FIRST EDITION FIRST ISSUE, (viii) + 262 + (ii pp.), library stamp on title of Leeds School Board on title, faint watermark affecting title and first 4 pp. marginal stain affecting last 2 pp. sm.8vo, full contemporary style calf,
"His thought was marked by a ready understanding of, and sympathy with, children. Three main thoughts dominate the work. First, the individual aptitudes, capacities, and idiosyncrasies of the child should govern learning, not arbitrary curricular or rote learning taught by the rod. Second, Locke placed the health of the body and the development of a sound character ahead of intellectual learning. In the third place, he saw that play, high spirits, and the "gamesome humor" natural to children should govern the business of learning wherever possible. Compulsory learning is irksome; where there is play in learning, there is also joy in it. Throughout he placed emphasis on good example, practice, and use rather than on precepts, rules, and punishment. The work was an implicit criticism of his own education at Westminster and Oxford, which he found unpleasant and largely useless." (James Gordon Clapp, Encyc. of Philosophy, p. 500). The Leeds School Board were first elected by the ratepayers of Leeds in 1870. The board built sufficient schools to ensure that for the first time every child in Leeds received an elementary education.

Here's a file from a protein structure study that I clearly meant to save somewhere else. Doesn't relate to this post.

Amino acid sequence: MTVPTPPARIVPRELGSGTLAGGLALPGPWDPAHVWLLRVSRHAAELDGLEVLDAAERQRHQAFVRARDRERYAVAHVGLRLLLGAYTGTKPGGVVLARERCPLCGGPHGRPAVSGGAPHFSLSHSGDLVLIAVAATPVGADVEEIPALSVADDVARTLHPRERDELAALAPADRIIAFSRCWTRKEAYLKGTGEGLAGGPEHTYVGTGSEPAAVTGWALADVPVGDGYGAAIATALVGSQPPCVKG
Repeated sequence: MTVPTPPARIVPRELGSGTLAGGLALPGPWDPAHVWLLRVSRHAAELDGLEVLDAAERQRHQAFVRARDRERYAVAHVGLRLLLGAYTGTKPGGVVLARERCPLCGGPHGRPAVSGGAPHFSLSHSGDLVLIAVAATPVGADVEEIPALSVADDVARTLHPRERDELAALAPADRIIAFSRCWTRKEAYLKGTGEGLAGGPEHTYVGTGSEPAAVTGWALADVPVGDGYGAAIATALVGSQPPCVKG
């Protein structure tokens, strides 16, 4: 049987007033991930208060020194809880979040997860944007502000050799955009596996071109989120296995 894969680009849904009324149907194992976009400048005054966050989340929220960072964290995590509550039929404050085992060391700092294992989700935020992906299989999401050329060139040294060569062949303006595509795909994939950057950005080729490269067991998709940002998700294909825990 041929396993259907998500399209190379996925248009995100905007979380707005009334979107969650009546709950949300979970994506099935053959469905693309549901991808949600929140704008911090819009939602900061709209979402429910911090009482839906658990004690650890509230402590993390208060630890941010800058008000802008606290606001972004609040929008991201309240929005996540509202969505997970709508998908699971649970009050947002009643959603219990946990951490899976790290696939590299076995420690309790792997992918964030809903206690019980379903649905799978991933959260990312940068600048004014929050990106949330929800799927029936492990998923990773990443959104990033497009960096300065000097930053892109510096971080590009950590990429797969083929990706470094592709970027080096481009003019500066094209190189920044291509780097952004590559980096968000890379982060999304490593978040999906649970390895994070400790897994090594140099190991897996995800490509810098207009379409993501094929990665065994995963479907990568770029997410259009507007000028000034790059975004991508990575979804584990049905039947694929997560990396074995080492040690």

Their headquarters and examination centre were built in 1870-81. Their library is now incoporated with the West Yorkshire Archive Service in Leeds.
Stock ref: 14035